With one thing kinda interesting.  The State is null because it is defined as “StateCode” on the server and “State” in the domain.  Autopmapper is customizable to allow field name differences so that was a small issue.  Feeling confident, I went ahead and created maps to all of the domain types and pulled down a complex type from the database

``` 1 //AutoMapper setup
2 Mapper.CreateMap<EntityConnection.ServiceTypes.Pet, Pet>()
3 Mapper.CreateMap<EntityConnection.ServiceTypes.Child, Child>()
5 Mapper.CreateMap<EntityConnection.ServiceTypes.Parent, Parent>()
6 Mapper.CreateMap<EntityConnection.ServiceTypes.Family, Family>()
7
8 //Get Family from the database
9 let context  = EntityConnection.GetDataContext()
10 let familyQuery = query {for family in context.Families do select family}
11 let family = Seq.head familyQuery
12
13 //map database to record type
14 let family' = Mapper.Map<Family>(family)```

When I attempted to map it, I got a pretty ugly exception

Source value:

System.Data.Objects.DataClasses.EntityCollection`1[SqlEntityConnection1.Parent]

at AutoMapper.MappingEngine.AutoMapper.IMappingEngineRunner.Map(ResolutionContext context)

So the problem is that automapper is not picking up on the foreign keys, which means I have to write the associations by hand.  Ugh!  I then tried to auto map to F# choice types like this:

`1 type Gender = Male | Female`

No dice.

Reflection

I quickly spun up another project that uses System.Reflection to map the types.

``` 1 #r "System.Data.Entity.dll"
2 #r "FSharp.Data.TypeProviders.dll"
3
4 open System.Reflection
5 open System.Data.Entity
6 open Microsoft.FSharp.Data.TypeProviders
7
8 let connectionString = "Server=.;Database=FamilyDomain;Trusted_Connection=True;"
9
10 type entityConnection = SqlEntityConnection<ConnectionString = "Server=.;Database=FamilyDomain;Trusted_Connection=True;">
11
12 let context = entityConnection.GetDataContext()
13
14 //Local Idomatic Types
15 [<CLIMutable>]
16 type Pet = {Id:int; ChildId:int; GivenName:string}
17 [<CLIMutable>]
18 type Child = {Id:int; FirstName:string; Gender:string; Grade:int; Pets: Pet list}
19 [<CLIMutable>]
20 type Address = {Id:int; State:string; County:string; City:string}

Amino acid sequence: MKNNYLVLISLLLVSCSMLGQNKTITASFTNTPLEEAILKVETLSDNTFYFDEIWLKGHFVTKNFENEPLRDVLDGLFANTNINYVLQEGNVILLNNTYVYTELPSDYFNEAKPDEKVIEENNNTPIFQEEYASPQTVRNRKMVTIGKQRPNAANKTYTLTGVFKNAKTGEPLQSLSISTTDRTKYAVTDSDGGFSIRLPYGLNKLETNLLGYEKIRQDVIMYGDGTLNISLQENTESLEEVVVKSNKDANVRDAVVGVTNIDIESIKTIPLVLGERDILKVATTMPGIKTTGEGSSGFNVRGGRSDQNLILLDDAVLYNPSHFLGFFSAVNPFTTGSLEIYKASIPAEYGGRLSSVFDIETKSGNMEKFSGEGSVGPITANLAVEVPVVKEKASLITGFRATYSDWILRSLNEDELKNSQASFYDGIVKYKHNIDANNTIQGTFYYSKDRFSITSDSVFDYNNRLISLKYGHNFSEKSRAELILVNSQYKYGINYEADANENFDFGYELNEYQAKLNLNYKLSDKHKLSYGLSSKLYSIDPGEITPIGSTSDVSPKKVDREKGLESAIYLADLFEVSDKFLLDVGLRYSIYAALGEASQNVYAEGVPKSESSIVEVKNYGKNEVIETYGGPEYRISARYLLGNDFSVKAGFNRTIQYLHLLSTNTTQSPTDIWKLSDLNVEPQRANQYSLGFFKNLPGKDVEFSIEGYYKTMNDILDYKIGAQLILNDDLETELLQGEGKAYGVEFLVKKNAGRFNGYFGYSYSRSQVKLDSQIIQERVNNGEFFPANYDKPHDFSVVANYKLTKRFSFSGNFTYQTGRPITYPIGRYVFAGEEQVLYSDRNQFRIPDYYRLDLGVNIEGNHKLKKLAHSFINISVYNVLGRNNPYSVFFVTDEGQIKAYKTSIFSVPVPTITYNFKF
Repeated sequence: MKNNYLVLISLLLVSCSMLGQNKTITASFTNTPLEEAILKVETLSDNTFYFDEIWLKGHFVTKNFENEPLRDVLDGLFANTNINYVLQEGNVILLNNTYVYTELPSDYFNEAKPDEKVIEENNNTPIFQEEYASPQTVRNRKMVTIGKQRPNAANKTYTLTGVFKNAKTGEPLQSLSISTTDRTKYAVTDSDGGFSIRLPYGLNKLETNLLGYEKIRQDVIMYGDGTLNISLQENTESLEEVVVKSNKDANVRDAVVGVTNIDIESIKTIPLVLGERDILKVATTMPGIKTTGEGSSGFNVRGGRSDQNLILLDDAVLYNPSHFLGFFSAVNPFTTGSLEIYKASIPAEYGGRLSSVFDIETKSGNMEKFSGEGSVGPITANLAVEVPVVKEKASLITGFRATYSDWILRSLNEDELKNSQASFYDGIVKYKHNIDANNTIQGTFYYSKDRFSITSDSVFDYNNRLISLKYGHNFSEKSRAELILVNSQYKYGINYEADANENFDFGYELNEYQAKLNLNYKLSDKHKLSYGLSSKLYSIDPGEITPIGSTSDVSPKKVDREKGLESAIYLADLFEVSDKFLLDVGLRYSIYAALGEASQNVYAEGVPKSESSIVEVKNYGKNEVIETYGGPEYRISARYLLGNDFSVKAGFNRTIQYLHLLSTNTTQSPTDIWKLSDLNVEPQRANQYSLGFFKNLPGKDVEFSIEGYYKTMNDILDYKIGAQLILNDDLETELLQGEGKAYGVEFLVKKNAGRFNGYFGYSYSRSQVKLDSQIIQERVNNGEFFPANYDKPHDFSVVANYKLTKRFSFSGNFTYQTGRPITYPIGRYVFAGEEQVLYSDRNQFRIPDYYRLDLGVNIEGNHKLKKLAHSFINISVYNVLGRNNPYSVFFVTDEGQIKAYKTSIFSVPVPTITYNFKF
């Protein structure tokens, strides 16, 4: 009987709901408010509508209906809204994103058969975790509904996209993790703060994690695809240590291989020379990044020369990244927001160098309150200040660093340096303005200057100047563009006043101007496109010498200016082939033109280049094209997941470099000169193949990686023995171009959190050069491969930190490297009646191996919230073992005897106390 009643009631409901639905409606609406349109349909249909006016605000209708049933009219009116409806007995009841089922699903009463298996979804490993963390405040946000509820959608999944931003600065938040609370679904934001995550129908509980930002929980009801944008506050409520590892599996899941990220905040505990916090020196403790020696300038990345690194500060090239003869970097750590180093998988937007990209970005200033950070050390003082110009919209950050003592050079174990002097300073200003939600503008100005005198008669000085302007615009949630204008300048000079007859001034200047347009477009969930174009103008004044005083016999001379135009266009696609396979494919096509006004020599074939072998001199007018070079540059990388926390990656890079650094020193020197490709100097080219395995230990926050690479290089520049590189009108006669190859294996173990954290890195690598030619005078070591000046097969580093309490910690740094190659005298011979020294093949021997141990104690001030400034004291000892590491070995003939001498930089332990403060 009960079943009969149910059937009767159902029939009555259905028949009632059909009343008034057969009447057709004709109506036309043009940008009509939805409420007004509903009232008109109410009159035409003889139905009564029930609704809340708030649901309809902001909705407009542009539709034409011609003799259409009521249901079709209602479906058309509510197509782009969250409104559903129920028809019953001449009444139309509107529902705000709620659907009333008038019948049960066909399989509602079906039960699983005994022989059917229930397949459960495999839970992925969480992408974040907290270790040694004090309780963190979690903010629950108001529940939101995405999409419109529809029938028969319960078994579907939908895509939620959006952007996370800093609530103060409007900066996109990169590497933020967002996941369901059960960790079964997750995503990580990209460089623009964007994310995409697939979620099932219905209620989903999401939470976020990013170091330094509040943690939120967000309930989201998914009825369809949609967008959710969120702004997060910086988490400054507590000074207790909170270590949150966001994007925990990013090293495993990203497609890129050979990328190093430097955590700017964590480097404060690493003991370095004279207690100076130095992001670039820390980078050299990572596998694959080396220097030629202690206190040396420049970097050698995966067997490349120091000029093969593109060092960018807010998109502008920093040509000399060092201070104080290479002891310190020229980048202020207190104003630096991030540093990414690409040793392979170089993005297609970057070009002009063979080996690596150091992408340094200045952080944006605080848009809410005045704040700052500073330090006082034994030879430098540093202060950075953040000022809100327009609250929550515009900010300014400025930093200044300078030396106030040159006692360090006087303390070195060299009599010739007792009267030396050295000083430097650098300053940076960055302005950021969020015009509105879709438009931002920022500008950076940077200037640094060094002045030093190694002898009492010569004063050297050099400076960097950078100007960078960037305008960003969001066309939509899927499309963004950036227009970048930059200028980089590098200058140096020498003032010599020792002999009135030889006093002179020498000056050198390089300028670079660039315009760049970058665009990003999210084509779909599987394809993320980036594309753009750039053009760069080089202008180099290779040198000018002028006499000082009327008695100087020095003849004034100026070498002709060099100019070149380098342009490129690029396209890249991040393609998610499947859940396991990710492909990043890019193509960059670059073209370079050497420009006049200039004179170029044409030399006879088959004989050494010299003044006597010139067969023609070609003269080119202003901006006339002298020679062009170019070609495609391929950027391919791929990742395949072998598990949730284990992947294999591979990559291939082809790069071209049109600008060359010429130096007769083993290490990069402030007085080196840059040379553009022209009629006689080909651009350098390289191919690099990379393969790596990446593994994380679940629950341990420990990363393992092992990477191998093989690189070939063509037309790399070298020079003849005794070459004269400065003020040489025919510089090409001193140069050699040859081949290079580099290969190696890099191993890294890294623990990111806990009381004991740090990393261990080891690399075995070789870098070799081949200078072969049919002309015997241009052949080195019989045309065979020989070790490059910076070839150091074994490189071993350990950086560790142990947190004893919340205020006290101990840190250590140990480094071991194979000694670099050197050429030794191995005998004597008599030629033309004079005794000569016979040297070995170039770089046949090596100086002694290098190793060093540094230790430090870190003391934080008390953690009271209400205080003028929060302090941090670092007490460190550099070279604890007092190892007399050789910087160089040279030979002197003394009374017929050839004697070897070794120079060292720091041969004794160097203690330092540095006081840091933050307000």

21 [<CLIMutable>]
22 type Parent = {Id:int; FirstName:string}
23 [<CLIMutable>]
24 type Family = {Id:int; LastName:string; Parents:Parent list; Children: Child list; Address:Address}
25
26 //Reflection
27 let AssignMatchingPropertyValues sourceObject targetObject =
28     let sourceType = sourceObject.GetType()
29     let targetType = targetObject.GetType()
30     let sourcePropertyInfos = sourceType.GetProperties(BindingFlags.Public ||| BindingFlags.Instance)
31     sourcePropertyInfos
32         |> Seq.map(fun spi -> spi, targetObject.GetType().GetProperty(spi.Name))
33         |> Seq.iter(fun (spi,tpi) -> tpi.SetValue(targetObject, spi.GetValue(sourceObject,null),null))
34     targetObject
35
36
37 let newEfPet = entityConnection.ServiceTypes.Pet()
38 let newPet = {Id=0;ChildId=1;GivenName="Duke"}
39
40 AssignMatchingPropertyValues newPet newEfPet
41
43 context.DataContext.SaveChanges()```

Sure enough, reflection does what it is supposed to do:

The problem quickly becomes that by using reflection, I have to hand roll all of the relations.  I might as well use Automapper (though apparently reflection is much faster than Automapper, even on a per-call basis).

Another problem with using reflection is that the field names in the database need to match the domain naming exactly.  Finally, like automapper, there is not out of the box way to map choice types

Hand Roll

On my last stop of the entity framework code-last hit parade, I looked at what it would take to roll my own mappings.  This has the greatest amount of yak shaving because I would have to spin up mapping from the domain and to the domain.  The nice thing is that with that kind of detail, naming mismatches can be handled and the nested hierarchy and choice types are accounted for.  I first started with a basic script that handled the gettting and setting as well as nested types:

``` 1 #r "System.Data.Entity.dll"
2 #r "FSharp.Data.TypeProviders.dll"
3
4 open System.Linq
5 open System.Data.Entity
6 open Microsoft.FSharp.Data.TypeProviders
7
8 let connectionString = "Server=.;Database=FamilyDomain;Trusted_Connection=True;"
9 type entity = SqlEntityConnection<ConnectionString = "Server=.;Database=FamilyDomain;Trusted_Connection=True;">
10 let context = entity.GetDataContext()
11
12 type Pet = {Id:int; ChildId: int; GivenName:string}
13 type Child = {Id:int; FirstName:string; Gender:string; Grade:int; Pets: Pet list}
14 type Address = {Id:int; State:string; County:string; City:string}
15 type Parent = {Id:int; FirstName:string}
16 type Family = {Id:int; LastName:string; Parents:Parent list; Children: Child list; Address:Address}
17
18 let MapPet(efPet: entity.ServiceTypes.Pet) =
19     {Id=efPet.Id; ChildId=efPet.ChildId; GivenName=efPet.GivenName}
20
21 let MapChild(efChild: entity.ServiceTypes.Child) =